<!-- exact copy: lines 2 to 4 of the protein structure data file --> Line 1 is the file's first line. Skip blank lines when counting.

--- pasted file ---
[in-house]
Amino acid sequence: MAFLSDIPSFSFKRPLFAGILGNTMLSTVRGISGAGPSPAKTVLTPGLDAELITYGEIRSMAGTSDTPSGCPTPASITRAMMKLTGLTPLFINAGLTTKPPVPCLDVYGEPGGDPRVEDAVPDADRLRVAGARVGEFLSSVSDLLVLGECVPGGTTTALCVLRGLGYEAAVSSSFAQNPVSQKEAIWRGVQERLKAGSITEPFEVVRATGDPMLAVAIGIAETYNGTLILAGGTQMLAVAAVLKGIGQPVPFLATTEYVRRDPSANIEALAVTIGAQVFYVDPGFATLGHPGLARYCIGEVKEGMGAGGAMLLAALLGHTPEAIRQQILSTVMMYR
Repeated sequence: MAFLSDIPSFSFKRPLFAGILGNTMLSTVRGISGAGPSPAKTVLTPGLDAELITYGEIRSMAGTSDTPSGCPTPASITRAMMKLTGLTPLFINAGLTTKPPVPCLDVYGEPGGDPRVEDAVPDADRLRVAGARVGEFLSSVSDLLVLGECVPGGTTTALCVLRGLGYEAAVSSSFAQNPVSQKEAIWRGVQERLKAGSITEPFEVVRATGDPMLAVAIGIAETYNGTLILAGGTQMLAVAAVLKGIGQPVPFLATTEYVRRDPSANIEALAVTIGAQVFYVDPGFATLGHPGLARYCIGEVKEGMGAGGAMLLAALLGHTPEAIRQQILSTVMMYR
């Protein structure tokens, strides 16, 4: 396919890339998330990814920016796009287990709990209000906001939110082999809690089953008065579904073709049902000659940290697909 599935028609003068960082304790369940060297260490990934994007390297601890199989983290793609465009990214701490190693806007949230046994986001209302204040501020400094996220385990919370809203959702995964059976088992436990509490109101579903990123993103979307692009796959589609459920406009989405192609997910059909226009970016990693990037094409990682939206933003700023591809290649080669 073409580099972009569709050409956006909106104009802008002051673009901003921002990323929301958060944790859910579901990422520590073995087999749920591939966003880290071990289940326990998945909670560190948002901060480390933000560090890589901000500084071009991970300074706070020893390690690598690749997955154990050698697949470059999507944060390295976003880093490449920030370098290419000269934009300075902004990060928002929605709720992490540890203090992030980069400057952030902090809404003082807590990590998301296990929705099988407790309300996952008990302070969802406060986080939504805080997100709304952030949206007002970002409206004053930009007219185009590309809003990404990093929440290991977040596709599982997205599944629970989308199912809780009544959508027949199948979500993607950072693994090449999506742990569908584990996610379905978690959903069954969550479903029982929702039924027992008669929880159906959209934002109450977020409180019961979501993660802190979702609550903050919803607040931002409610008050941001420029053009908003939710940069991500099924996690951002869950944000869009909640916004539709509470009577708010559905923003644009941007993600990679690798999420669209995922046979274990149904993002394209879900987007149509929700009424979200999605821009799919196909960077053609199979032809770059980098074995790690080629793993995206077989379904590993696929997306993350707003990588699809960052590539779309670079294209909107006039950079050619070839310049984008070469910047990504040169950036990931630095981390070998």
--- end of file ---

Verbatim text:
Amino acid sequence: MAFLSDIPSFSFKRPLFAGILGNTMLSTVRGISGAGPSPAKTVLTPGLDAELITYGEIRSMAGTSDTPSGCPTPASITRAMMKLTGLTPLFINAGLTTKPPVPCLDVYGEPGGDPRVEDAVPDADRLRVAGARVGEFLSSVSDLLVLGECVPGGTTTALCVLRGLGYEAAVSSSFAQNPVSQKEAIWRGVQERLKAGSITEPFEVVRATGDPMLAVAIGIAETYNGTLILAGGTQMLAVAAVLKGIGQPVPFLATTEYVRRDPSANIEALAVTIGAQVFYVDPGFATLGHPGLARYCIGEVKEGMGAGGAMLLAALLGHTPEAIRQQILSTVMMYR
Repeated sequence: MAFLSDIPSFSFKRPLFAGILGNTMLSTVRGISGAGPSPAKTVLTPGLDAELITYGEIRSMAGTSDTPSGCPTPASITRAMMKLTGLTPLFINAGLTTKPPVPCLDVYGEPGGDPRVEDAVPDADRLRVAGARVGEFLSSVSDLLVLGECVPGGTTTALCVLRGLGYEAAVSSSFAQNPVSQKEAIWRGVQERLKAGSITEPFEVVRATGDPMLAVAIGIAETYNGTLILAGGTQMLAVAAVLKGIGQPVPFLATTEYVRRDPSANIEALAVTIGAQVFYVDPGFATLGHPGLARYCIGEVKEGMGAGGAMLLAALLGHTPEAIRQQILSTVMMYR
């Protein structure tokens, strides 16, 4: 396919890339998330990814920016796009287990709990209000906001939110082999809690089953008065579904073709049902000659940290697909 599935028609003068960082304790369940060297260490990934994007390297601890199989983290793609465009990214701490190693806007949230046994986001209302204040501020400094996220385990919370809203959702995964059976088992436990509490109101579903990123993103979307692009796959589609459920406009989405192609997910059909226009970016990693990037094409990682939206933003700023591809290649080669 073409580099972009569709050409956006909106104009802008002051673009901003921002990323929301958060944790859910579901990422520590073995087999749920591939966003880290071990289940326990998945909670560190948002901060480390933000560090890589901000500084071009991970300074706070020893390690690598690749997955154990050698697949470059999507944060390295976003880093490449920030370098290419000269934009300075902004990060928002929605709720992490540890203090992030980069400057952030902090809404003082807590990590998301296990929705099988407790309300996952008990302070969802406060986080939504805080997100709304952030949206007002970002409206004053930009007219185009590309809003990404990093929440290991977040596709599982997205599944629970989308199912809780009544959508027949199948979500993607950072693994090449999506742990569908584990996610379905978690959903069954969550479903029982929702039924027992008669929880159906959209934002109450977020409180019961979501993660802190979702609550903050919803607040931002409610008050941001420029053009908003939710940069991500099924996690951002869950944000869009909640916004539709509470009577708010559905923003644009941007993600990679690798999420669209995922046979274990149904993002394209879900987007149509929700009424979200999605821009799919196909960077053609199979032809770059980098074995790690080629793993995206077989379904590993696929997306993350707003990588699809960052590539779309670079294209909107006039950079050619070839310049984008070469910047990504040169950036990931630095981390070998």